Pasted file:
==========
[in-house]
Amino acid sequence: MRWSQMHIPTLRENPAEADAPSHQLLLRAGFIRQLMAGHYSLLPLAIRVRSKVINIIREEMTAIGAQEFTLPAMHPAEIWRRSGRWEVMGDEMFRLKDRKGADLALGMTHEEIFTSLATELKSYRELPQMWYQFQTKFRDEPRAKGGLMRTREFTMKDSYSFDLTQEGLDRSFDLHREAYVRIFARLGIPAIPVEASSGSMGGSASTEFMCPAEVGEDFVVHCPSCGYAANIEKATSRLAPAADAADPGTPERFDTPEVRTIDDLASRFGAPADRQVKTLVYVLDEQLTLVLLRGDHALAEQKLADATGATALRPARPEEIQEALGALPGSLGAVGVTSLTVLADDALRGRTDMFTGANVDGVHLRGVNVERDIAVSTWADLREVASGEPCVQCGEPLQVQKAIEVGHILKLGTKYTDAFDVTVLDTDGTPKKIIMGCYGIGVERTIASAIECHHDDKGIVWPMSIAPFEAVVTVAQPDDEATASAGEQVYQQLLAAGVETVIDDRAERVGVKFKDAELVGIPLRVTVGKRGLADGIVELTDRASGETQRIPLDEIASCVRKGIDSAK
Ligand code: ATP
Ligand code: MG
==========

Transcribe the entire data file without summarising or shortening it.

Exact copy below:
[in-house]
Amino acid sequence: MRWSQMHIPTLRENPAEADAPSHQLLLRAGFIRQLMAGHYSLLPLAIRVRSKVINIIREEMTAIGAQEFTLPAMHPAEIWRRSGRWEVMGDEMFRLKDRKGADLALGMTHEEIFTSLATELKSYRELPQMWYQFQTKFRDEPRAKGGLMRTREFTMKDSYSFDLTQEGLDRSFDLHREAYVRIFARLGIPAIPVEASSGSMGGSASTEFMCPAEVGEDFVVHCPSCGYAANIEKATSRLAPAADAADPGTPERFDTPEVRTIDDLASRFGAPADRQVKTLVYVLDEQLTLVLLRGDHALAEQKLADATGATALRPARPEEIQEALGALPGSLGAVGVTSLTVLADDALRGRTDMFTGANVDGVHLRGVNVERDIAVSTWADLREVASGEPCVQCGEPLQVQKAIEVGHILKLGTKYTDAFDVTVLDTDGTPKKIIMGCYGIGVERTIASAIECHHDDKGIVWPMSIAPFEAVVTVAQPDDEATASAGEQVYQQLLAAGVETVIDDRAERVGVKFKDAELVGIPLRVTVGKRGLADGIVELTDRASGETQRIPLDEIASCVRKGIDSAK
Ligand code: ATP
Ligand code: MG